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Orofacial herpes simplex virus in Child
See also in: Oral Mucosal Lesion
Other Resources UpToDate PubMed

Orofacial herpes simplex virus in Child

See also in: Oral Mucosal Lesion
Contributors: Sujitha Yadlapati MD, Belinda Tan MD, PhD, Susan Burgin MD, Eric Ingerowski MD, FAAP
Other Resources UpToDate PubMed

Synopsis

Orofacial herpes (cold sores or fever blisters) is most commonly caused by herpes simplex virus type 1 (HSV-1) but may be caused by herpes simplex virus type 2 (HSV-2) as well. The condition is highly contagious and is spread by direct contact or through contact with the secretions of asymptomatic individuals who shed the virus. Childhood infection is common via child-to-child contact or kissing by a parent.

Primary herpetic gingivostomatitis is an acute infection of the oral mucous membranes by HSV that results from initial exposure to the virus. Most primary exposures (approximately 90%) are subclinical and asymptomatic. Herpetic gingivostomatitis occurs most often in children between ages 10 months and 5 years, but it can occur at any age. Patients experience a flu-like illness with fever, loss of appetite, malaise, and lymphadenopathy. Painful mouth sores and a sore throat develop, and difficulty eating and swallowing places the patients at risk for dehydration. The systemic and oral signs and symptoms develop within days of each other.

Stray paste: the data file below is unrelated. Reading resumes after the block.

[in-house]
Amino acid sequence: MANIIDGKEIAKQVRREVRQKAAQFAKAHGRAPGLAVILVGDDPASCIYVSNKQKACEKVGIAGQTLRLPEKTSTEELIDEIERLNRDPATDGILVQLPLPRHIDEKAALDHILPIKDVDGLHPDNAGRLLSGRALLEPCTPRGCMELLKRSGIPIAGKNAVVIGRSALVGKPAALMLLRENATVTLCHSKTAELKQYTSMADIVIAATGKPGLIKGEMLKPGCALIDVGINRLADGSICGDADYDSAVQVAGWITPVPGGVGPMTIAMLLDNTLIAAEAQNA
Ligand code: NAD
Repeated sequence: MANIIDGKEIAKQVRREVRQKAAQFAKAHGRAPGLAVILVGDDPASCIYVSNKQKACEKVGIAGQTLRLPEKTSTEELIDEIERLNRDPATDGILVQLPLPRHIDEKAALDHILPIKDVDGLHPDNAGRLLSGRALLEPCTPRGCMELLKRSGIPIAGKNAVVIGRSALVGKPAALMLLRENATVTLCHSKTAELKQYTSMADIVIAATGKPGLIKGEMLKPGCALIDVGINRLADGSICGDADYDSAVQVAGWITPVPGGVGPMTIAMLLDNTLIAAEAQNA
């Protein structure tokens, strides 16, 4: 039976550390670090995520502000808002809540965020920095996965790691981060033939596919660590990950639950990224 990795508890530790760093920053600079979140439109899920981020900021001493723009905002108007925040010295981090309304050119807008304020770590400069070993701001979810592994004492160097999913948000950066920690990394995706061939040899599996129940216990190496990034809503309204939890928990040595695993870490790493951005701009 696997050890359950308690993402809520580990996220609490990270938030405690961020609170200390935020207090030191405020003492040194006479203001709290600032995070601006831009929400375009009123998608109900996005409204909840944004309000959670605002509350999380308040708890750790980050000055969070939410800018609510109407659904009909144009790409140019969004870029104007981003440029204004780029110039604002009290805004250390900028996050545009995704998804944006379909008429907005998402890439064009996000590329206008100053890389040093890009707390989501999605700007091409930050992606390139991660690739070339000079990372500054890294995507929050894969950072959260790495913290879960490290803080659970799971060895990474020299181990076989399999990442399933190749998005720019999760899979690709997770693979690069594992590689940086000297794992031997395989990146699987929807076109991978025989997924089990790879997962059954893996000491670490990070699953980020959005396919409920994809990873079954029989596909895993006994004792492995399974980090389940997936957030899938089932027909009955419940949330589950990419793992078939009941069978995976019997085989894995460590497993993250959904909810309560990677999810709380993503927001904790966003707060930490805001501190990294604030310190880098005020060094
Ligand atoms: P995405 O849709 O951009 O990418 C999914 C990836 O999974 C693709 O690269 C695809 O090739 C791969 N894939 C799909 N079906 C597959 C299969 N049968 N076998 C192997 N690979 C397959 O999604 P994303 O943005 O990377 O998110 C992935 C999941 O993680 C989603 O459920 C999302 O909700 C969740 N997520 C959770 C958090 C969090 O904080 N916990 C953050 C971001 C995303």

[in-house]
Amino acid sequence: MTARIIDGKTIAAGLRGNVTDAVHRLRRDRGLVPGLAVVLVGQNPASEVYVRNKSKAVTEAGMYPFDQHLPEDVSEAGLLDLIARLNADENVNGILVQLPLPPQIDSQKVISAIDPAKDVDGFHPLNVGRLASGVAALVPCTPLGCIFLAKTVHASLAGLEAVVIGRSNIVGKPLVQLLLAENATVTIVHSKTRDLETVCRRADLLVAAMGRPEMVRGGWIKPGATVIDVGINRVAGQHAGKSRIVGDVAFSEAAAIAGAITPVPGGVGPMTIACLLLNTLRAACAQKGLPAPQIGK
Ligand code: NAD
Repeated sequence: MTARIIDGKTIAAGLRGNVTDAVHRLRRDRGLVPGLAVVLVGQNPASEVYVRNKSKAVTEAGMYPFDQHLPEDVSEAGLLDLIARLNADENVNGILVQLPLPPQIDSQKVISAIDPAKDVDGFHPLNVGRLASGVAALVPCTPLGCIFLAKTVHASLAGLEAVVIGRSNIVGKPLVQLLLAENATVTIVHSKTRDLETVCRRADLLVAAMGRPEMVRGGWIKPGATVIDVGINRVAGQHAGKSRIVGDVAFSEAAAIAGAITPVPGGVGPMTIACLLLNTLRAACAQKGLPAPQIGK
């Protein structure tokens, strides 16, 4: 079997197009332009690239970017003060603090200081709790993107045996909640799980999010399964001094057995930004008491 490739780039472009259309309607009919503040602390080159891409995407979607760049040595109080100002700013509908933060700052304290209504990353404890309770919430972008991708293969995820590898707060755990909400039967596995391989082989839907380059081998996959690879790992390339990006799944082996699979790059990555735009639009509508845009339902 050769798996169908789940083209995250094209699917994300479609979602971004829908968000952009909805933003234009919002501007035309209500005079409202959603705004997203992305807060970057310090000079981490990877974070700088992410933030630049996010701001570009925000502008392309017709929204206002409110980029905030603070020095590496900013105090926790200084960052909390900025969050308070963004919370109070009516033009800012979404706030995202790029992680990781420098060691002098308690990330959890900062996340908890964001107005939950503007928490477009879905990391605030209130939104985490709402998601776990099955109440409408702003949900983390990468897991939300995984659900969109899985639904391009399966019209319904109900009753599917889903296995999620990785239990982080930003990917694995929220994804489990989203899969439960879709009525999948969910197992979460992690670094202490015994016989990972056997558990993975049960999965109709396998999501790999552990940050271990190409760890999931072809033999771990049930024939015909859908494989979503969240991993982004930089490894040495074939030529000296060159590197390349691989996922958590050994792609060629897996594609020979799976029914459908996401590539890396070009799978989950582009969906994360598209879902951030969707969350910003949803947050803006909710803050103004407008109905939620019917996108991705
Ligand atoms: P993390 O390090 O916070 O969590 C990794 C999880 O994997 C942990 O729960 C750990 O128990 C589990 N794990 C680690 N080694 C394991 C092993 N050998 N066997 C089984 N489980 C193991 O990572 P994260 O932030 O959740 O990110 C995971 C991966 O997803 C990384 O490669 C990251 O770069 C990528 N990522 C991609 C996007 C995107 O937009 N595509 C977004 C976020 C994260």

The virus establishes lifelong latency, and both asymptomatic reactivation as well as recrudescence are common. In recrudescence, patients may report a prodrome of burning, itching, and a tingling sensation before the actual lesions appear. HSV recrudescence on the lips is also known as cold sores, fever blisters, or herpes labialis; inside the mouth, lesions only occur on the keratinized tissues of the tongue dorsum, hard palatal mucosa, and gingiva in healthy hosts, but they may occur on any surface in the immunocompromised host. Intraoral involvement in recrudescent disease in immunocompetent hosts is rare.

Infection with HSV can present in a variety of ways. In some cases, it is preceded by a prodrome, which may consist of pain, tenderness, or burning; in others, infection is asymptomatic. After the primary infection, the virus remains dormant and may be reactivated by various stimuli, including illness, stress, immunosuppression, or ultraviolet (UV) light.

HSV can also disseminate, occurring on skin areas distant from the lips. Two general groups of patients are at risk to develop disseminated HSV: patients with underlying skin disease and immunocompromised patients.

Neonatal HSV is covered separately.

Localized HSV in areas other than the face and mouth, such as herpetic whitlow, are discussed separately. Other related topics include HSV blepharitis, HSV conjunctivitis, HSV encephalitis, HSV gladiatorum, HSV keratitis, and HSV pneumonia.

Codes

ICD10CM:
B00.2 – Herpesviral gingivostomatitis and pharyngotonsillitis

SNOMEDCT:
235055003 – Oral herpes simplex infection

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Diagnostic Pearls

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Differential Diagnosis & Pitfalls

May affect both perioral and intraoral surfaces: